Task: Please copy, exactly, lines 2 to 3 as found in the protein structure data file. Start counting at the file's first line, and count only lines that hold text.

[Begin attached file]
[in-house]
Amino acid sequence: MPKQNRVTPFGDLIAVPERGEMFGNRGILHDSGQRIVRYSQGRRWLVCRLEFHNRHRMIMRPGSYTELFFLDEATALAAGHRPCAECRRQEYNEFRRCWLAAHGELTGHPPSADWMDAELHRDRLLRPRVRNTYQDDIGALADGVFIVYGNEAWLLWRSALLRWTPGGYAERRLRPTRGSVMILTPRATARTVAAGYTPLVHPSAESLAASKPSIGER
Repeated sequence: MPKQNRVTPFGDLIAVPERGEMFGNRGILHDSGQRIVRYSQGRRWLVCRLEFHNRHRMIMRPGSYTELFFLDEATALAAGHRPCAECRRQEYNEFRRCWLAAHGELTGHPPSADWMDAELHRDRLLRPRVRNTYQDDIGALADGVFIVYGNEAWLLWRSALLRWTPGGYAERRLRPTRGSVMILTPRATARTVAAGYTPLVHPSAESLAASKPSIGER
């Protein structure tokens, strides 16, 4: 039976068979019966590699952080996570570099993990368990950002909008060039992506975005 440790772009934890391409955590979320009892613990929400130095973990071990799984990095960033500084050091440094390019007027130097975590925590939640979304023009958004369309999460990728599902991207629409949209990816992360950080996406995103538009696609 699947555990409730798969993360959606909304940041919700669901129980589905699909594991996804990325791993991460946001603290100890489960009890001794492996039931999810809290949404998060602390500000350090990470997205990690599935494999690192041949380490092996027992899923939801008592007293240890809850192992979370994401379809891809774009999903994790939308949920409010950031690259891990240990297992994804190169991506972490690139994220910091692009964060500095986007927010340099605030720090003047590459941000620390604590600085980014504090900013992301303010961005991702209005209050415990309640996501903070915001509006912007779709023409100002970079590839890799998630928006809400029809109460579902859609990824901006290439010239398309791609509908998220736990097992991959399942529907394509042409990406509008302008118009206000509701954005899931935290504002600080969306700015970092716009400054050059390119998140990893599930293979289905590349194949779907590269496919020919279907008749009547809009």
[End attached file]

Amino acid sequence: MPKQNRVTPFGDLIAVPERGEMFGNRGILHDSGQRIVRYSQGRRWLVCRLEFHNRHRMIMRPGSYTELFFLDEATALAAGHRPCAECRRQEYNEFRRCWLAAHGELTGHPPSADWMDAELHRDRLLRPRVRNTYQDDIGALADGVFIVYGNEAWLLWRSALLRWTPGGYAERRLRPTRGSVMILTPRATARTVAAGYTPLVHPSAESLAASKPSIGER
Repeated sequence: MPKQNRVTPFGDLIAVPERGEMFGNRGILHDSGQRIVRYSQGRRWLVCRLEFHNRHRMIMRPGSYTELFFLDEATALAAGHRPCAECRRQEYNEFRRCWLAAHGELTGHPPSADWMDAELHRDRLLRPRVRNTYQDDIGALADGVFIVYGNEAWLLWRSALLRWTPGGYAERRLRPTRGSVMILTPRATARTVAAGYTPLVHPSAESLAASKPSIGER